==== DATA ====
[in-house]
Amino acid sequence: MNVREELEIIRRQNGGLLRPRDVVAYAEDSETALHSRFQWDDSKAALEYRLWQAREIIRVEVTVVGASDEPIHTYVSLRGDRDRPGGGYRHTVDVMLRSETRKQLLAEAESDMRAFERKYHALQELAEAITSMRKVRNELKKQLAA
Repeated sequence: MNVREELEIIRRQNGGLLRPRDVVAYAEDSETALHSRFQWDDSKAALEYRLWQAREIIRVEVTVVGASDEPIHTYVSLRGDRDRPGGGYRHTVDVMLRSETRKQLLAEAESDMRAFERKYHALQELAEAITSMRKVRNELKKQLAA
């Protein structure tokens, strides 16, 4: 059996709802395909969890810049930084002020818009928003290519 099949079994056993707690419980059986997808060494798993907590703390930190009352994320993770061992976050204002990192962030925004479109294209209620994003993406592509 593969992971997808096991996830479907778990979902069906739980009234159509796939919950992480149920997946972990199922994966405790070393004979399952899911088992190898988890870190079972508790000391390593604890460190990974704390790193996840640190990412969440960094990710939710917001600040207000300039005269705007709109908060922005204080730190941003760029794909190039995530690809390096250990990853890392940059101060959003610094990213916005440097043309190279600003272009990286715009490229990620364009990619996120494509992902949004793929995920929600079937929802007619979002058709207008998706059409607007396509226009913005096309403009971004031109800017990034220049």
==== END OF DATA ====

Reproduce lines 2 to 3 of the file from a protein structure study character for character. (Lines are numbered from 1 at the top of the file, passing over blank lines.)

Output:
Amino acid sequence: MNVREELEIIRRQNGGLLRPRDVVAYAEDSETALHSRFQWDDSKAALEYRLWQAREIIRVEVTVVGASDEPIHTYVSLRGDRDRPGGGYRHTVDVMLRSETRKQLLAEAESDMRAFERKYHALQELAEAITSMRKVRNELKKQLAA
Repeated sequence: MNVREELEIIRRQNGGLLRPRDVVAYAEDSETALHSRFQWDDSKAALEYRLWQAREIIRVEVTVVGASDEPIHTYVSLRGDRDRPGGGYRHTVDVMLRSETRKQLLAEAESDMRAFERKYHALQELAEAITSMRKVRNELKKQLAA